Gloomy though the national economic horizon appears, the Town of Pagosa Springs received good news last week when reports of sales tax revenues showed a second straight month of positive growth.
January sales tax receipts indicated a 5.71 percent increase over the same month last year. The report follows on the heels of positive local economic news from the previous month, that showed a 7.15 percent increase in December sales tax increase up from December 2008.
Since Archuleta County and the town share a 50/50 split in sales tax revenues, the report suggests a respite from an otherwise gloomy economic climate for the area.
“This is good news, indeed,” said Town Manager David Mitchem. “Although we’ll have to wait and see, things are looking better than what we’d thought they’d be.”
Asked if the town would respond to the two-month revenue increase with a return to a 5 percent budget decrease (as spelled out in the town’s budget policy) pulling back from the current 10 percent cut in the budget, Mitchem said, “That’s up to the council.”
“I can’t speak for the council,” Mitchem continued, “And they’ll consider this at (today’s) mid-month council meeting. My sense and my recommendation is that they’ll continue with caution and hold to the ten-percent reduction. I e-mailed town council my analysis and in that I said I felt there was no need to take any further reductions in the budget. However, I recommended that council ought to exercise some caution and continue to be prudent with expenditures.”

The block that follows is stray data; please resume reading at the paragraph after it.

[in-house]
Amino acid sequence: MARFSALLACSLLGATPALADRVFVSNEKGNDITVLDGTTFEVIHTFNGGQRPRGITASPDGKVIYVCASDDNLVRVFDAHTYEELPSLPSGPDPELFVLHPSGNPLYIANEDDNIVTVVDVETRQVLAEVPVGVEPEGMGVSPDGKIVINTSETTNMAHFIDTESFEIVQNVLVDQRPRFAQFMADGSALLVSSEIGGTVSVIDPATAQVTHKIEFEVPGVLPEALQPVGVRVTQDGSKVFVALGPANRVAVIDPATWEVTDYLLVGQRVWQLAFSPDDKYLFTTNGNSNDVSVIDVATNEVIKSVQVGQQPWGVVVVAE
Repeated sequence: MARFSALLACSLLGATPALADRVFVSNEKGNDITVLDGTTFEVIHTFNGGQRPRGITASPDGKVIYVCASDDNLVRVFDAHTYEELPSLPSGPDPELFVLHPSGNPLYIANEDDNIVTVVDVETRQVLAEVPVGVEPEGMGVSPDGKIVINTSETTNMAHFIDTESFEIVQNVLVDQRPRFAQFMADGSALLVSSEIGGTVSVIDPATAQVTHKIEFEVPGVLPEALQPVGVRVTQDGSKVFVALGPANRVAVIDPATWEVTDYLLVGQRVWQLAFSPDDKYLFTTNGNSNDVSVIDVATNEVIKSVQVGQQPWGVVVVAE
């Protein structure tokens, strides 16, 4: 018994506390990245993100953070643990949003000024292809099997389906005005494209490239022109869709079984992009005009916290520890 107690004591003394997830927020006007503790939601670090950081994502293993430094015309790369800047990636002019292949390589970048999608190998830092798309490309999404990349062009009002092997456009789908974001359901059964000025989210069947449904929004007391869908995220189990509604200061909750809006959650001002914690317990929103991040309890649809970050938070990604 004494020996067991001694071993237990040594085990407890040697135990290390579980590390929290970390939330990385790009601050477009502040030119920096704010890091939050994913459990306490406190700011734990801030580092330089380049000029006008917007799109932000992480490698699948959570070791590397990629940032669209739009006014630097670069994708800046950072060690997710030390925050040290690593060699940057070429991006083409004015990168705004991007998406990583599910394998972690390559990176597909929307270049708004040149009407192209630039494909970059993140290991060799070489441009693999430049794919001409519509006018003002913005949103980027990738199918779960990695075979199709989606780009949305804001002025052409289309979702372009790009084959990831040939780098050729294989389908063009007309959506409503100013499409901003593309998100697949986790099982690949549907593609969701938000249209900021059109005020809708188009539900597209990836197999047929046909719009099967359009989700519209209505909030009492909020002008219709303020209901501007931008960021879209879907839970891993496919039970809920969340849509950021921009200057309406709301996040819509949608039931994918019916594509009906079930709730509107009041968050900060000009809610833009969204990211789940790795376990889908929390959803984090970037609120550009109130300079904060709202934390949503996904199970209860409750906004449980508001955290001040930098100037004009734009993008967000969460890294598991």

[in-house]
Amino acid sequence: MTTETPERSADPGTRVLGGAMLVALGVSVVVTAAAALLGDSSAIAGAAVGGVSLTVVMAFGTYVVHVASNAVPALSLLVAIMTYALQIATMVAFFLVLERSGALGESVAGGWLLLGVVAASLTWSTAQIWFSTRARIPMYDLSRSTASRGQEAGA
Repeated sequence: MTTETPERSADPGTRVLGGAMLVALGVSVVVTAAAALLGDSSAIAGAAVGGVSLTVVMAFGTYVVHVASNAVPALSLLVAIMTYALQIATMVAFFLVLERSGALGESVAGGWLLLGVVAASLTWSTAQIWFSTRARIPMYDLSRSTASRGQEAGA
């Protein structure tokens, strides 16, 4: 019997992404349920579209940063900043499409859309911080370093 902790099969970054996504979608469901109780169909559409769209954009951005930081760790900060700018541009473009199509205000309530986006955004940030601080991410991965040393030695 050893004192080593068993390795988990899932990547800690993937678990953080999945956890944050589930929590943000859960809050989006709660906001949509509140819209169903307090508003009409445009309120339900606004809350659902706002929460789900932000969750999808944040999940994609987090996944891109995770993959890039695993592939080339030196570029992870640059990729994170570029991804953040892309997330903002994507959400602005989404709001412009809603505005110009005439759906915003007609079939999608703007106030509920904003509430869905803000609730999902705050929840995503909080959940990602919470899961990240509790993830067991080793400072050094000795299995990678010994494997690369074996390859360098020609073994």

Mitchem also conceded that council would most likely not revise any current plans for restricting capital improvements not already funded in the 2009 budget. “Per policy,” Mitchem said, “new capital improvement projects will be held in abeyance until the mid-year review in June.”
Considering the future is no more uncertain than the present, however, council discussed capital improvements at length during its March 5 retreat.
“Council identified infrastructure issues. It was the beginning of a discussion on how to prioritize those issues and projects,” Mitchem said. “It was more of a philosophical discussion than a substantive one regarding current infrastructure and future projects.”
Using DOLA (Department of Local Affairs) grant matching funds already budgeted, the town issued a Request for Proposals (RFP) this week for hiring a consultant to assist council in prioritizing capital improvement projects — new projects as well as projects already underway — as well as grappling with the challenges of funding the maintenance of existing infrastructure. With an eye on adopting a capital improvement plan for the first time, council hopes the consultant will be able to assist the town in developing a strategy for dealing with various capital improvement issues while setting forth a cohesive plan to balance ambition with fiscal responsibility. The RFP has an April 24 deadline for responses.